At the entry point (0x51466a42e705), a 4096 bytes buffer is allocated on the stack and is used (partially) to store the key typed by the user:

The address of the stack based buffer containg the input password is then duplicated into registers rax, rdi, rsi and sub_10f338cf000c() is called:

6.2 – sub_10f338cf000c

Few null instructions (add BYTE PTR [rax],al) are executed and the patched unconditional jumps is quickly reached. This sets the instruction pointer to 0x10f338cf7000 where several null instructions are executed until reaching 0x10f338cf7548 where first instructions operating on the input key are executed. This sub is used to transform the input key from its hexadecimal form to the binary form (unhexlify). It can handles key typed either in lower or higher hexadecimal case (e.g: “ab” or “AB” will be result in 0xAB). From the ASCII table it is known that:

  • ‘0’ is at offset 0x30
  • ‘A’ at offset 0x41
  • ‘a’ at offset 0x61

Thus, to perform the unhexlify operation, it subtracts 0x30 to the character and if the result is between 0 and 9, it means the character is within range [0-9]. If not, it continues and subtract to the character 0x11 (difference between ‘A’ and ‘0’) and if the result is between 0 and 5 it means the character is within range [A-F]. If not, it continues and subtract to the character 0x20 (difference between ‘a’ and ‘A’) and if the result is between 0 and 5 it means the character is within range [a-f]. When the character is within range [A-Fa-f], 10 is added to the result to complete the conversion. This operation is executed twice per byte of the key in order to get the 4 higher and 4 lower bits:

6.3 – sub_43abdb4a000c

After returning from sub_10f338cf000c(), an unconditional jump is performed to 0x43abdb4a000c:

Few null bytes instructions are executed until reaching 0x43abdb4a0aee where the 1st byte of the key is compared against 0x29. If they are equal, an absolute jump is performed to 0x4a170682000c:

6.4 – sub_4a170682000c

Few null bytes instructions are executed and the patched unconditional jumps is reached leading the instruction pointer to 0x4a170682e000 where null bytes instructions are also executed until 0x4a170682ede0. The 3rd and 4th byte of the key are then compared against the value 0xd17e, as a word. Therefore the 3rd byte must be equal to 0x7e and the 4th byte to 0xd1. If the comparison succeeds, the instruction pointer is set to 0x6f4b0e0000c

Up to this point, 3 bytes of the key are known: 29??7ED1????????????????????????.

6.5 – sub_6f4b0e0000c

Few null bytes instructions are executed and the patched unconditional jump is reached leading the instruction pointer to 0x6f4b0e0f000 where null bytes instructions are also executed until 0x6f4b0e0f370. The 12th byte of the key is compared against the value 0x8c. If the check is true, a jump is performed to 0x49e7e541000c.

Up to this point, 4 bytes of the key are known: 29??7ED1??????????????8C????????.

6.6 – sub_49e7e541000c

Few null bytes instructions are executed and the patched unconditional jump is reached leading the instruction pointer to 0x49e7e541b000 where null bytes instructions are also executed until 0x49e7e541be19. Then, the value of rax is saved onto the stack and the address rsp+0x10b is loaded into rax. A null byte is moved at this address and the 2nd byte of the key is moved into rbx. Then, the address 0x49e7e541be38 is loaded into rcx. This address corresponds to the first null-byte instruction following the jmp rcx. Finally a jump is performed to rcx + rbx * 2. Therefore, the 2nd byte of the key, stored into rbx, defines the number of null-byte instructions skipped and has consequently an impact on the byte referenced by the address stored in rax:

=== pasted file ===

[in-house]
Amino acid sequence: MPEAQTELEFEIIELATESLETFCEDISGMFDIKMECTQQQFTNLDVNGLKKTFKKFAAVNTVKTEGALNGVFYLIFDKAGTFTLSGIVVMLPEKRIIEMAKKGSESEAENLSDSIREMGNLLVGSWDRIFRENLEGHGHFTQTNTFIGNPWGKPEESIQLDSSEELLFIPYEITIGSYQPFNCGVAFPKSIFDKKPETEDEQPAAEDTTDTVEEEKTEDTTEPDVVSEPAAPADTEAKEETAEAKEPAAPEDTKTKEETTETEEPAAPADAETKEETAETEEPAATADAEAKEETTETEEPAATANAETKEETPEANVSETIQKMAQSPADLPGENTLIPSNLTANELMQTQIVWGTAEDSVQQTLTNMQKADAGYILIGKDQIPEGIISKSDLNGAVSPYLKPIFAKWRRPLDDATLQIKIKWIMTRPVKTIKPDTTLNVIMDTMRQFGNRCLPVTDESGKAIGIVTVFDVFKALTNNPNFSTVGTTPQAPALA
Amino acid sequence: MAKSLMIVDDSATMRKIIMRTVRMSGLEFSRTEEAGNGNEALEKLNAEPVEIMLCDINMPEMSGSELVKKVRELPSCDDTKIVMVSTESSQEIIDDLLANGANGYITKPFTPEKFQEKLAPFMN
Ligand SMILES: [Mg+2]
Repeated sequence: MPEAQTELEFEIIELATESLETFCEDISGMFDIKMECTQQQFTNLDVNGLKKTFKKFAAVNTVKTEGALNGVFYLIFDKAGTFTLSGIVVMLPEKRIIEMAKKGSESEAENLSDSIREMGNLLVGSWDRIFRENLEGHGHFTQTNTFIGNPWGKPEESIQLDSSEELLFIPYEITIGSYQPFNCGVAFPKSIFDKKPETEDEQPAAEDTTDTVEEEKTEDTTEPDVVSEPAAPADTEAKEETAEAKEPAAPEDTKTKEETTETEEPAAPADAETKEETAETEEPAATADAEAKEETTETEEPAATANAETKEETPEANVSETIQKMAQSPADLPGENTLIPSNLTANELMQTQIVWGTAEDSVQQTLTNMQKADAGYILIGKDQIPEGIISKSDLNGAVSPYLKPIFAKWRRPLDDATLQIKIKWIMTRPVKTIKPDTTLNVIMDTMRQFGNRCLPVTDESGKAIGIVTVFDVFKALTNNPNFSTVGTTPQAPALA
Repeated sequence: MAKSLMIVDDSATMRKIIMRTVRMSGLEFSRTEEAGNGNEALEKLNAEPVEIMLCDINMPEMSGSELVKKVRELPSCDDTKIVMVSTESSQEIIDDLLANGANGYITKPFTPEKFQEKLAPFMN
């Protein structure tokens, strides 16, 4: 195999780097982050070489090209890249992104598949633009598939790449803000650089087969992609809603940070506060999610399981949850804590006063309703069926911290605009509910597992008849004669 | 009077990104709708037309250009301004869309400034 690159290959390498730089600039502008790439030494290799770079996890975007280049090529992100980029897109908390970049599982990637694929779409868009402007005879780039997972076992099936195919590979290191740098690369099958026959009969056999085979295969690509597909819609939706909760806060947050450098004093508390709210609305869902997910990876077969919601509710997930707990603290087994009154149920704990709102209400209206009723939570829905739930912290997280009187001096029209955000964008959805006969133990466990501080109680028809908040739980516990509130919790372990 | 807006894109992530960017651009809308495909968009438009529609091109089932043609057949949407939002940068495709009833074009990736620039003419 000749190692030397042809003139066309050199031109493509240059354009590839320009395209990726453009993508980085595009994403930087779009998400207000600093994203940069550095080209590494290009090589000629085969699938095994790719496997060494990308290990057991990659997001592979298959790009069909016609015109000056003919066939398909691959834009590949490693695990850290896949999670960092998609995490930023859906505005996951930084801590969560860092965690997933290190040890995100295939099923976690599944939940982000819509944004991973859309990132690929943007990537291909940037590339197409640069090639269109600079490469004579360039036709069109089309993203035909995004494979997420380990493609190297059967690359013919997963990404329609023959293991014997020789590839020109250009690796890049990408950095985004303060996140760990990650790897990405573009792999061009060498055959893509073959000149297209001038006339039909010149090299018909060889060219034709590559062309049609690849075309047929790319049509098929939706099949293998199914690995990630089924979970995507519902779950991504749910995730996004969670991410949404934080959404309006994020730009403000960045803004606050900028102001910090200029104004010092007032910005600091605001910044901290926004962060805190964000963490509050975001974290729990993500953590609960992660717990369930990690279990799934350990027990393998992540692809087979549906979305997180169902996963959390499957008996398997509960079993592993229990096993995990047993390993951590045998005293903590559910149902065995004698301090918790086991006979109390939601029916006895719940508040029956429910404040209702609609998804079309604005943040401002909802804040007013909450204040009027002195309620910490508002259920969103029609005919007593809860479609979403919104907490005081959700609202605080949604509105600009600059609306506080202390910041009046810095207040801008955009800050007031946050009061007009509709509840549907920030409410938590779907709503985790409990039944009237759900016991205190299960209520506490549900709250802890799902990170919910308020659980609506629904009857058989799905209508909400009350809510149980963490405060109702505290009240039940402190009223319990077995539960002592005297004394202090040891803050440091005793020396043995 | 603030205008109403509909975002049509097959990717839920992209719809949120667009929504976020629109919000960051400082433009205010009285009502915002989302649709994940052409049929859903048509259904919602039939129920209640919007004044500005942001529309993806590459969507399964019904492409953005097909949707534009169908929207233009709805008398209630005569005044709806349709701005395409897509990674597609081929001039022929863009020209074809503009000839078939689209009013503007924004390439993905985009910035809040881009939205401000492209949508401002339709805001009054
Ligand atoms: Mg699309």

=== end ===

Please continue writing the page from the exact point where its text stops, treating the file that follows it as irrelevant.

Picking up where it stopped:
At the address 0x49e7e541c038 (i.e 512 bytes after the jmp rcx instruction), the byte stored at the address referenced by rax is compared against 0x65. This gap of 512 bytes corresponds to 256 add BYTE PTR [rax],al instructions. By setting a breakpoint before the jmp rcx instruction, the value of al can be displayed and appears to be 3:

(gdb) b *0x49e7e541be36
(gdb) c
Breakpoint 1, 0x000049e7e541be36 in ?? ()
(gdb) p /x $al
$1 = 0x3

Each time that a add BYTE PTR [rax],al instruction is executed, the byte stored at the address referenced by rax is incremented by 3. Therefore, a simple python script can be used to compute the number of iterations needed to get the value 0x65:

The execution of the script gives the following output: After 119 iterations byte = 0x65. Since 119 iterations are needed, 137 iterations can be skipped (256-119). The 2nd byte of the key is therefore hex(137) which is 0x89. If set correctly, a jump is performed to the absolute address 0x352845ab000c.
Up to this point, 5 bytes of the key are known: 29897ED1??????????????8C????????.

6.7 – sub_352845ab000c

Few null bytes instructions are executed and the patched unconditional jump is reached leading the instruction pointer to 0x352845ab3000 where null bytes instructions are also executed until 0x352845ab3bce. The address of the instruction xor ebx,DWORD PTR [rsp+0xc] is loaded into rbx. Then, ebx which contains the 4 lower bytes of this address (0x45ab3bd5) is xored with key[12:16] and the result is expected to be 0xa9b00f5c. Thanks to the associativity property of the xor operation, the double word can be deduced doing the reverse operation: 0x45ab3bd5 ^ 0xa9b00f5c = 0xec1b3489. If the last 4 bytes of the key are good, a jump is performed to 0x59cb440c000c.

Up to this point, 9 bytes of the key are known: 29897ED1??????????????8C89341BEC.

6.8 – sub_59cb440c000cc

Few null bytes instructions are executed and the patched unconditional jump is reached leading the instruction pointer to 0x59cb440c1000 where null bytes instructions are also executed until 0x59cb440c4524. Then, 8 bytes following the jmp rcx instruction are loaded into rcx. This sets rcx to 0x000059cb440c4556. The double word key[8:12] is loaded into eax and xored against rbx which holds the value 0x59cbc8cc0b83. If the result of this operation equals rcx, a jump is performed to 0x2a7ee24a000c. One more time, the associativity property of the xor operation can be applied to deduce the key[8:12]: 0x59cbc8cc0b83 ^ 0x59cb440c4556 = 0x8cc04ed5.